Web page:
Schimmack, U., Oishi, S., & Diener, E. (2002). Cultural Influences on the Relation between Pleasant Emotions and Unpleasant Emotions: Asian Dialectic Philosophies or Individualism-Collectivism? Cognition and Emotion, 16, 705-719.
 Shulruf, B., Hattie J., & Dixon, R. (2007). Development of a New Measurement Tool for Individualism and Collectivism. Journal of Psychoeducational Assessment, 25, 385-401.
 Singelis, T. M., Triandis, H., Bhawuk, D., & Gelfand, M. J. (1995). Horizontal and Vertical Dimensions of Individualism and Collectivism: A Theoretical and Measurement Refinement. Cross-Cultural Research: The Journal of Comparative Social Science, 29, 240-275.
 Sivadas, E., Bruvold, N. T., & Nelson, M. R. (2008). A Reduced Version of the Horizontal and Vertical Individualism and Collectivism Scale: A Four-Country Assessment. Journal of Business Research, 61, 201-210.
 Smith, T. B., Richards, P. S., & Granley, H. M. (2004). Practicing Multiculturalism: An Introduction. In T. B. Smith (Ed.), Practicing Multiculturalism: Affirming Diversity in Counseling and Psychology (pp. 3-17). Boston, MA: Allyn and Bacon.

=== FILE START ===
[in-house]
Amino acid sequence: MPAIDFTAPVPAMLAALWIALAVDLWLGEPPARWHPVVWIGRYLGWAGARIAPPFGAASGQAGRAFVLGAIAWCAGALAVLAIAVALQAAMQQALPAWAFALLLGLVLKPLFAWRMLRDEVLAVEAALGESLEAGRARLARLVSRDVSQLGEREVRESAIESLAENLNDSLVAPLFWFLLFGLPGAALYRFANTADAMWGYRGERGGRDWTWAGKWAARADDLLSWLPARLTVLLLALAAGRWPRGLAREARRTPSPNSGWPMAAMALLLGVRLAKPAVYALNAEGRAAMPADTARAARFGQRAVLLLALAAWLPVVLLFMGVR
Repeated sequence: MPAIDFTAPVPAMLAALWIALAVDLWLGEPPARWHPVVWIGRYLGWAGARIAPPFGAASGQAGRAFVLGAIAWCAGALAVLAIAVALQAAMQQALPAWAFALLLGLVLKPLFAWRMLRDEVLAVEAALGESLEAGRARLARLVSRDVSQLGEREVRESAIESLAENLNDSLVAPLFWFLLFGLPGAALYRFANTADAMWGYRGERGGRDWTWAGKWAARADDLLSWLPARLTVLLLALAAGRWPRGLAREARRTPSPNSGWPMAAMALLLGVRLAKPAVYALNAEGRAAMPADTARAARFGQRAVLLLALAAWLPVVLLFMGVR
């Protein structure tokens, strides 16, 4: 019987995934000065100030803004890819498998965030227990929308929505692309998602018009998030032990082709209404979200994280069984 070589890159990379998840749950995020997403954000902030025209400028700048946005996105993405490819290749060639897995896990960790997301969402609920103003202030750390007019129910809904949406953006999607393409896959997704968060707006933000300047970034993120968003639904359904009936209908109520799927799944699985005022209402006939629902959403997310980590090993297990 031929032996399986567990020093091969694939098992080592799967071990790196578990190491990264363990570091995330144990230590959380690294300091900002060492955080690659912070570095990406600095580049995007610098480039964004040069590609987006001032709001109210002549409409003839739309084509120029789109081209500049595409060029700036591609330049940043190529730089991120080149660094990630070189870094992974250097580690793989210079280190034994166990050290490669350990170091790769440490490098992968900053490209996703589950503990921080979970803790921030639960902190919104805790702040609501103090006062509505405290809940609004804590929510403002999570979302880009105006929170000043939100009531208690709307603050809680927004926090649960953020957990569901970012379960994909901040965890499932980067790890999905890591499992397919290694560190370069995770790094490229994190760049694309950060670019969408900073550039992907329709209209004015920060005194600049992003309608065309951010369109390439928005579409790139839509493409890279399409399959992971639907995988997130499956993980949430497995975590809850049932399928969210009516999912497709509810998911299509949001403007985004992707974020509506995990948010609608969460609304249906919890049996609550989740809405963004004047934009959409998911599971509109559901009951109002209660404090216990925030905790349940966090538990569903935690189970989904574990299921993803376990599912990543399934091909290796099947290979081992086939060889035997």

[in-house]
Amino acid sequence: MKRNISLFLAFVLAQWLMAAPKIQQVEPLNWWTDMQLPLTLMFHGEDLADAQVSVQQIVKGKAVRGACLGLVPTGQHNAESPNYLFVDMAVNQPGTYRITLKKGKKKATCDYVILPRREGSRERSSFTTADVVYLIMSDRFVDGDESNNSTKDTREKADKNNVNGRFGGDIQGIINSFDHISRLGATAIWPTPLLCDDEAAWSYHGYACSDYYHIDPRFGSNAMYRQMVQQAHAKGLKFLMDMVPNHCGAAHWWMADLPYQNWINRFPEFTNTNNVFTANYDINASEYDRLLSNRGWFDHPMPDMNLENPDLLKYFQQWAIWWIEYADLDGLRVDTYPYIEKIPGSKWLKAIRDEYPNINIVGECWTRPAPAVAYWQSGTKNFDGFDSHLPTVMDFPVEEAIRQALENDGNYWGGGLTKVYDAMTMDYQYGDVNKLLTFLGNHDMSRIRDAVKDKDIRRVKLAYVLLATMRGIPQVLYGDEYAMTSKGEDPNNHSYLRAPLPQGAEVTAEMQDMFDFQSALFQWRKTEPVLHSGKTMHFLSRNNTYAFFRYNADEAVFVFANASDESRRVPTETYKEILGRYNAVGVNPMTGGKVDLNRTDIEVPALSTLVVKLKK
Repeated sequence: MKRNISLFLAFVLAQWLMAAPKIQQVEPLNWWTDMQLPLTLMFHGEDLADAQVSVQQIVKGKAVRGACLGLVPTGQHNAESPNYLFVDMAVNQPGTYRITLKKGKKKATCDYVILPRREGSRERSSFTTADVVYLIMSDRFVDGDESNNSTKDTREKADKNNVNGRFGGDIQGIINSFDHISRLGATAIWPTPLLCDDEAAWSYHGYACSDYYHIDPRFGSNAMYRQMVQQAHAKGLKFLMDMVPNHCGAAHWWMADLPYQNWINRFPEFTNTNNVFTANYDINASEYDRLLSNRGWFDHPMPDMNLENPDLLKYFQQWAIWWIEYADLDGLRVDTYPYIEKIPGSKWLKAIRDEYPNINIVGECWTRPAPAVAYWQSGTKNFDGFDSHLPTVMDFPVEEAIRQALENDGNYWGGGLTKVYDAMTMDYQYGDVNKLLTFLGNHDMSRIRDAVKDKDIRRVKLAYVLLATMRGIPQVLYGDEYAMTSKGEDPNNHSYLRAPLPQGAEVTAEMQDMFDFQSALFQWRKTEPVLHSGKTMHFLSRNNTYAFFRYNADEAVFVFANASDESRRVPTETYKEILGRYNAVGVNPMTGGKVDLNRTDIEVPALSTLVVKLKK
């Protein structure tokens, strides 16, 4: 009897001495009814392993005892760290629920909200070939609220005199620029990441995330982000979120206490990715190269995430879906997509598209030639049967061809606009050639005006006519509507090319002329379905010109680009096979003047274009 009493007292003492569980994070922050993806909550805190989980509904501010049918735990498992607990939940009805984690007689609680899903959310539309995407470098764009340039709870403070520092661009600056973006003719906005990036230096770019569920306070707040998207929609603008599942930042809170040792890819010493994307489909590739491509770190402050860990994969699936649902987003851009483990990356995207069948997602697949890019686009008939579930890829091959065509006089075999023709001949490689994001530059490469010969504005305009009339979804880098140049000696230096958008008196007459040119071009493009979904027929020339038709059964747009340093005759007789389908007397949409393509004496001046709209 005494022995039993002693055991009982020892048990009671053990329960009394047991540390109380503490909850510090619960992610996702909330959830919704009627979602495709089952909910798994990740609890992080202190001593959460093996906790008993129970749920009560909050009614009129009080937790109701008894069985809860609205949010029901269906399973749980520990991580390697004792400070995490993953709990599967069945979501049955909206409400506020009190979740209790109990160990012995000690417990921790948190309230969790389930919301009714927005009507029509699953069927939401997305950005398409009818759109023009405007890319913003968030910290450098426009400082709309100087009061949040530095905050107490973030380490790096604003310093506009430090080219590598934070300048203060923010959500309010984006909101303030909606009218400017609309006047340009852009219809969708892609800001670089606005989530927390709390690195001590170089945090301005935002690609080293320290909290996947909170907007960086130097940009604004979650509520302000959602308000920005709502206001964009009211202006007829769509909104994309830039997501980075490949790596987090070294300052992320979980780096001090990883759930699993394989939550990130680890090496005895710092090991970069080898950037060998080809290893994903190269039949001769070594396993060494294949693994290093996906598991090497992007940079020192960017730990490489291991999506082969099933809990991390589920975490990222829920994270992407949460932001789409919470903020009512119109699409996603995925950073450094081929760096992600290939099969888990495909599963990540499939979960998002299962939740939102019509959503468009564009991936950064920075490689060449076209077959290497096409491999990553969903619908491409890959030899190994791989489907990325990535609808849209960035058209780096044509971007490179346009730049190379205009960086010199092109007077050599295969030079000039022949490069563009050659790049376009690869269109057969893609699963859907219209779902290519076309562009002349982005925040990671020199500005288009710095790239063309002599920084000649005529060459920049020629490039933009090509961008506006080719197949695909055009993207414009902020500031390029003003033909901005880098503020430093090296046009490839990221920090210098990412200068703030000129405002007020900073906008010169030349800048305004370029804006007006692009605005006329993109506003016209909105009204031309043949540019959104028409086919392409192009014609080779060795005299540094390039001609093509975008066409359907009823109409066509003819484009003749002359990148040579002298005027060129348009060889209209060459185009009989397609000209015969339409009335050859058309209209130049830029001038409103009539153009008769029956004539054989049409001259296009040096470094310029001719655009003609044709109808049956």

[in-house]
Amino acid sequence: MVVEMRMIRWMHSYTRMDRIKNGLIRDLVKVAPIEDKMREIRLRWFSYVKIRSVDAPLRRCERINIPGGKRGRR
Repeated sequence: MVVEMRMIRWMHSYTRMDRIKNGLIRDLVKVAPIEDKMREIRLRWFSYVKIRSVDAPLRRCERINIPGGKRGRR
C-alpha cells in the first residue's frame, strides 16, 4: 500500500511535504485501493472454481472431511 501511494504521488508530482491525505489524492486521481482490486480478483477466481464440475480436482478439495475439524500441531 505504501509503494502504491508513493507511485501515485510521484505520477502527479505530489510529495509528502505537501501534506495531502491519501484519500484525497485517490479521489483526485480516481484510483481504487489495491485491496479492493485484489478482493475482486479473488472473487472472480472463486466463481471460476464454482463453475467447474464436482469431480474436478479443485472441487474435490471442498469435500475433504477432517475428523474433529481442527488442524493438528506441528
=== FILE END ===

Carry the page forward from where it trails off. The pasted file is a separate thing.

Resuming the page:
Tisdale, T. C., Key, T. I., & Edwards, K. J. (1997). Impact of Treatment on God Image and Personal Adjustment, and Correlations of God Image to Personal Adjustment and Object Relations Development. Journal of Psychology and Theology, 52, 227-239.
 Triandis, H. C. (2004). The Many Dimensions of Culture. Academy of Management Executive, 18, 88-93.
 Triandis, H. C., & Gelfand, M. J. (1998). Converging Measurement of Horizontal and Vertical Individualism and Collectivism. Journal of Personality and Social Psychology, 74, 118-128.
 Zinnbauer, B. J., & Pargament, K. I. (2005). Religiousness and Spirituality. In R. F. Paloutzian, & C. L. Park (Eds.), Handbook of the Psychology of Religion and Spirituality (pp. 21-42). New York, NY: Guilford.
 Zinnbauer, B. J., Pargament, K. I., & Scott, A. B. (1999). The Emerging Meaning of Religiousness and Spirituality: Problems and Prospects. Journal of Personality, 67, 889-919.